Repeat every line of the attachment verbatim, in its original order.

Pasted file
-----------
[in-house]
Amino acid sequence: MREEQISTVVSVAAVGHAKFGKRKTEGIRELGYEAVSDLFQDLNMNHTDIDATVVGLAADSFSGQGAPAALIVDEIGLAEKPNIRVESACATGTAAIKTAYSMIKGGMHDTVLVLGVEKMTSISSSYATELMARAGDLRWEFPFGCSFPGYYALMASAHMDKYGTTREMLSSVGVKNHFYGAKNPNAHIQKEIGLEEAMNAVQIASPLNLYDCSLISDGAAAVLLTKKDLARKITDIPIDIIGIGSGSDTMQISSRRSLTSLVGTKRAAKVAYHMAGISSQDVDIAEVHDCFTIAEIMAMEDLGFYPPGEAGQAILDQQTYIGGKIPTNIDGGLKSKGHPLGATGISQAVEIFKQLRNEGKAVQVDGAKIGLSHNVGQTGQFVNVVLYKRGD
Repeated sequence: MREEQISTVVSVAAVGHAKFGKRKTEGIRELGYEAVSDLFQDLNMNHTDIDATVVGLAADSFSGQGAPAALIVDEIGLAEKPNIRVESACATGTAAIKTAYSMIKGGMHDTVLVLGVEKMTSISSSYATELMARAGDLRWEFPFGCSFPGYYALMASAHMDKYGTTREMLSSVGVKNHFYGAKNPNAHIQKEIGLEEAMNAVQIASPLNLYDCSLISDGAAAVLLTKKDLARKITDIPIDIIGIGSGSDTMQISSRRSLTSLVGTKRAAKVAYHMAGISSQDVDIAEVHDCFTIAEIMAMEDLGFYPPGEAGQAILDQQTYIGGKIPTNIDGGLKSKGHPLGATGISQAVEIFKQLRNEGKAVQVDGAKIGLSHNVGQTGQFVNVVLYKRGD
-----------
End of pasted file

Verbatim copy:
[in-house]
Amino acid sequence: MREEQISTVVSVAAVGHAKFGKRKTEGIRELGYEAVSDLFQDLNMNHTDIDATVVGLAADSFSGQGAPAALIVDEIGLAEKPNIRVESACATGTAAIKTAYSMIKGGMHDTVLVLGVEKMTSISSSYATELMARAGDLRWEFPFGCSFPGYYALMASAHMDKYGTTREMLSSVGVKNHFYGAKNPNAHIQKEIGLEEAMNAVQIASPLNLYDCSLISDGAAAVLLTKKDLARKITDIPIDIIGIGSGSDTMQISSRRSLTSLVGTKRAAKVAYHMAGISSQDVDIAEVHDCFTIAEIMAMEDLGFYPPGEAGQAILDQQTYIGGKIPTNIDGGLKSKGHPLGATGISQAVEIFKQLRNEGKAVQVDGAKIGLSHNVGQTGQFVNVVLYKRGD
Repeated sequence: MREEQISTVVSVAAVGHAKFGKRKTEGIRELGYEAVSDLFQDLNMNHTDIDATVVGLAADSFSGQGAPAALIVDEIGLAEKPNIRVESACATGTAAIKTAYSMIKGGMHDTVLVLGVEKMTSISSSYATELMARAGDLRWEFPFGCSFPGYYALMASAHMDKYGTTREMLSSVGVKNHFYGAKNPNAHIQKEIGLEEAMNAVQIASPLNLYDCSLISDGAAAVLLTKKDLARKITDIPIDIIGIGSGSDTMQISSRRSLTSLVGTKRAAKVAYHMAGISSQDVDIAEVHDCFTIAEIMAMEDLGFYPPGEAGQAILDQQTYIGGKIPTNIDGGLKSKGHPLGATGISQAVEIFKQLRNEGKAVQVDGAKIGLSHNVGQTGQFVNVVLYKRGD